This article is a result of research being conducted to explore how churches in two regions of the
City of Tshwane – Pretoria Central and Mamelodi East – respond to urban change and
vulnerability. Both regions are deeply affected by urban migration patterns. Firstly, I will explore
various forms of migration – transnational, rural-urban, urban–suburban and generational – and
the causes of migration – social-economic and political – as experienced and described by the
churches themselves. Secondly, I will seek to reflect on some of the tensions or ambiguities of
how churches respond to migration, how the identity, self-understanding or locatedness of
churches inform their responses to migration, and/or how churches and their identity are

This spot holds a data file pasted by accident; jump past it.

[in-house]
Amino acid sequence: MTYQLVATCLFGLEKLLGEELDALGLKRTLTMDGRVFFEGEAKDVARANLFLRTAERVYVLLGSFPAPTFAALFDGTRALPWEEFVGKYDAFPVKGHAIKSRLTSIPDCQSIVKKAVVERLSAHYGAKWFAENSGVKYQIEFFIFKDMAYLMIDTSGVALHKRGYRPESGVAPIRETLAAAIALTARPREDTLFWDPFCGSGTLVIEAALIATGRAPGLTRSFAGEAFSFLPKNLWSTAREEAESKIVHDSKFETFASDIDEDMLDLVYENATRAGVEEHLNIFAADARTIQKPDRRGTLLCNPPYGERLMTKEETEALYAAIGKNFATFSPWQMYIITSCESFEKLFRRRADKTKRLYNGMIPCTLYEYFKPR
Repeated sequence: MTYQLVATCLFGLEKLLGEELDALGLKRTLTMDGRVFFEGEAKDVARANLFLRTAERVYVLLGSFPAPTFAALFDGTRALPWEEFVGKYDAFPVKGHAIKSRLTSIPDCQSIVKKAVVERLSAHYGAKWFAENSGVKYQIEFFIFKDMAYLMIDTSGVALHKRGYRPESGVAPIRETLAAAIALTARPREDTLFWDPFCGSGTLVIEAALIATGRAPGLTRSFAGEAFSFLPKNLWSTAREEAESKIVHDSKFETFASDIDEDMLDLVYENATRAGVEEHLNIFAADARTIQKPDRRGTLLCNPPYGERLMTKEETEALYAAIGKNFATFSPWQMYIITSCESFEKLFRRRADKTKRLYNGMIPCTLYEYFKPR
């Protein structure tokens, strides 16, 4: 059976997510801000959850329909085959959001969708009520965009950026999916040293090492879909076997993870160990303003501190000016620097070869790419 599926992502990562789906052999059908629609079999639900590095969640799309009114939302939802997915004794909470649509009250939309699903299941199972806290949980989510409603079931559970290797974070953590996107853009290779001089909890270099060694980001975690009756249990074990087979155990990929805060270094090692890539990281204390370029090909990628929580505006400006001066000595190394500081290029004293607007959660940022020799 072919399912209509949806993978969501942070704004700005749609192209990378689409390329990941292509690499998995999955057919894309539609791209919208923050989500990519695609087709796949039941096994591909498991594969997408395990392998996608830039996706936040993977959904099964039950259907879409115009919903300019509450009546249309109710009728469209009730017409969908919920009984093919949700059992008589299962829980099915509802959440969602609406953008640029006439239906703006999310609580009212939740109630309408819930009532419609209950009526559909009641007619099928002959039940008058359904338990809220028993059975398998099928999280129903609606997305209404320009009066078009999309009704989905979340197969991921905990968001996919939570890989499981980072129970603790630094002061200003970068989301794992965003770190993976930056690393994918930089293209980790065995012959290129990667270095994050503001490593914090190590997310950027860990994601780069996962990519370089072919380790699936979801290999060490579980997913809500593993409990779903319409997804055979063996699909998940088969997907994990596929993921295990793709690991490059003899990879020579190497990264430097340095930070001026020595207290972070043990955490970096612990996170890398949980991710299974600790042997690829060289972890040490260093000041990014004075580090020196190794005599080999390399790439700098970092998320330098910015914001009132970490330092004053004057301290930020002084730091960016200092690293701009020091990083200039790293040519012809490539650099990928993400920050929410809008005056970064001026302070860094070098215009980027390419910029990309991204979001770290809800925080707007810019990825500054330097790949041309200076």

shaped by migration – commuter or local church, home or temporary church.
The collection entitled ‘Spirit rising: tracing movements of justice’, forms part of the ‘Faith in the City’ research project, hosted by
the Centre for Contextual Ministry in the Faculty of Theology, University of Pretoria. Some of the articles were papers presented at the
Biennial Consultation on Urban Ministry, hosted by the Institute for Urban Ministry, in collaboration with other organizations, from 17-20
August 2016. The theme of this Consultation was ‘#We must rise: healers - dreamers – jesters.